How do ad groups work?

In a previous post, I described campaigns as a house that organizes all of your ad groups, keywords, and ads. If campaigns are the house, then ad groups are the rooms in the house. Like rooms, ad groups have a certain theme and its keywords and ads apply to that theme. Before creating my ad groups in my Google Ads account, I like to open up a Google Spreadsheet and start organizing lists of themes. I’ll do industry analysis and keywords research to understand what people in my market are interested in. This helps to broad my focus and catch ideas that I wouldn’t have thought of. In this post, I’ll explore what ad groups are and the best practices for creating them.

Ads Groups organize the keywords and ads into themes

Keywords allow your ads to show on specific searches

Ads provide users with info about your product or services

Ad Groups are based on themes that are relevant to your products or services. Some examples of ad group themes are desserts, beverages, and snacks. In the desserts ad group, some of the keywords might be chocolate chip ice cream, carrot cake, and blueberry cupcakes. If you were a real estate agent, some of your ad groups might be selling houses, buying houses, or top real estate agent. You want to make sure that your ad group themes are relevant to the services and products that you sell.

Pro tip: When creating your first ad groups, build for simplicity. As your account grows, it will become more and more complex. By starting off simple, your keywords and ads will be better organized.


You can set bids at the campaign, ad group, and keyword level. Creating your first a group, you are prompted to set a default bid. This bid will apply to all your keywords when you first create them. If you add new keywords the group, the default bid will apply to them too. After your ad group has been created, you can adjust your keyword bids accordingly. Please note, your default bid doesn’t doesn’t limit how much you spend per ad group. You can only limit your spend by adjusting your keyword bids and campaign budget.


Your keywords allow you to control what searches your ads appear on. If you’re a real estate agent, some of your keywords might be “real estate agents near me”, “real estate agents in my area”, or “top real estate agent”. When a user searches on Google for top real estate agents in the area, your ads could appear.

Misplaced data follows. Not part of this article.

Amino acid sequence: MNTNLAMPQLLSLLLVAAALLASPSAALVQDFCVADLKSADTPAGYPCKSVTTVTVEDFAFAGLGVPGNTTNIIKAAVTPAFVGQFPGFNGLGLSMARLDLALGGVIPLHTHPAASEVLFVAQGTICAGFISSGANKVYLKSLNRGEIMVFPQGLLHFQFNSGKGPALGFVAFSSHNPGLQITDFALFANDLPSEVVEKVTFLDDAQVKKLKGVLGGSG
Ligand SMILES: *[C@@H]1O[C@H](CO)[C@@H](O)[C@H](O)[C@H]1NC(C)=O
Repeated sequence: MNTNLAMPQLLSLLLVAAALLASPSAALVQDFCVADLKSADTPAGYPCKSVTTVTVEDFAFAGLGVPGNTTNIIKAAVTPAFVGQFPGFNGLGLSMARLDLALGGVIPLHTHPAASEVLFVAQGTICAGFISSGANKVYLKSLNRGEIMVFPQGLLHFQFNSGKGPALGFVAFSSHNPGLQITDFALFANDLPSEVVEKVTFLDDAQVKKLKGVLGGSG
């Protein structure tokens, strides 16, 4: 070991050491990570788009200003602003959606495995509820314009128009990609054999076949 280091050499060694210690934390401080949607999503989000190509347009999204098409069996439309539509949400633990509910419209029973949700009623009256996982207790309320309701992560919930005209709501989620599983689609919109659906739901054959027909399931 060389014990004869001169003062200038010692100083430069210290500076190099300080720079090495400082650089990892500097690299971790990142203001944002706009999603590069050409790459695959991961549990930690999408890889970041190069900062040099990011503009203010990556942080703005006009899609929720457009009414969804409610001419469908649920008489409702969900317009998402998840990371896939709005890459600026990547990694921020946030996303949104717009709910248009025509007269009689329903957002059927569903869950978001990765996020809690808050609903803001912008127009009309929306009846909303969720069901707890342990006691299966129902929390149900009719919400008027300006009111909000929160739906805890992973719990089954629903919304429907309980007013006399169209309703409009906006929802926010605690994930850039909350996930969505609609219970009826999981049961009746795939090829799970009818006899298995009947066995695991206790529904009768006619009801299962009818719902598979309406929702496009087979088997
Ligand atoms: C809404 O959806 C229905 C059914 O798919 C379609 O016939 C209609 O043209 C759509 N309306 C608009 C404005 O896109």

There are a few different keyword match types that allow you to control what kind of searches your ad appears on. The five keyword types are broad match, broad modified, phrase match, exact match, and negative.

Broad Match
Your ad can show up on any searches related to your keyword. For example, if you are a real estate agent and your keyword was top real estate agent, then you could possibly show up on searches for:
– top real estate agent in my area
– what’s a top real estate agent
– how can I become a top real estate agent

– real estate agents top scores

Be very careful when using broad match keywords. They have the potential to show up on almost anything and can cost you a ton of money if not used correctly.

Broad Match Modified
Your ad can only show up on searches that contain keywords with a plus sign. For example, if your keyword was +top +real +estate +agent, then the searches you could show up on are:
– where’s a top real estate agent at
– top salary for real estate agent
– top real estate agent in my city

– top schools for real estate agents

Broad match modified gives you a bit more control than just broad match but be careful when you use it.

Phrase Match
Your ad will only show on searches that contain your keyword phrase. For example, if your keyword phrase is “top real estate agent”, then your ad could potentially show on searches for:
– top real estate agent in my area
– find me a top real estate agent
– top real estate agent near me

– how much do top real estate agents cost

Unlike broad match modified, you’ll noticed your keyword phrase isn’t broken up. There are no words in between. Only at the end or beginning. I like using phrase match because it gives me more control.

Exact Match
Your ad will only show on searches that exactly match your keyword. After Google’s recent update to its algorithm, exact match will also include variants of your keyword. Variants can be misspellings or singular or plural forms of your keyword. For example, if your keyword is [top real estate agent], your ad can show on searches for:
– top real estate agent
– top real estate agents

– top realtors

Negative Keywords
This allows you to exclude searches you don’t want your ads to appear on. For example, as a real estate agent you probably don’t want to show ads on searches for vehicles. By adding vehicles as a negative keyword, you can make sure your ad never shows on those searches.


After finding awesome keywords for your ad groups, you can start building relevant ads. Great ad copy is very important because it is how you attract uses to your site. A few great tips are using the keyword in the headline, delivering a concise message, and making it as relevant as possible.

To make your ads look bigger, you can include extensions. A few extension types you can use are sitelink extensions, structured Snippets, call out extensions, and call extensions. These are great ways to promote your product and get customers to click your ad. When writing great ad copy, make sure to follow Google’s ad policy. For more information on ads, check out my other blog posts.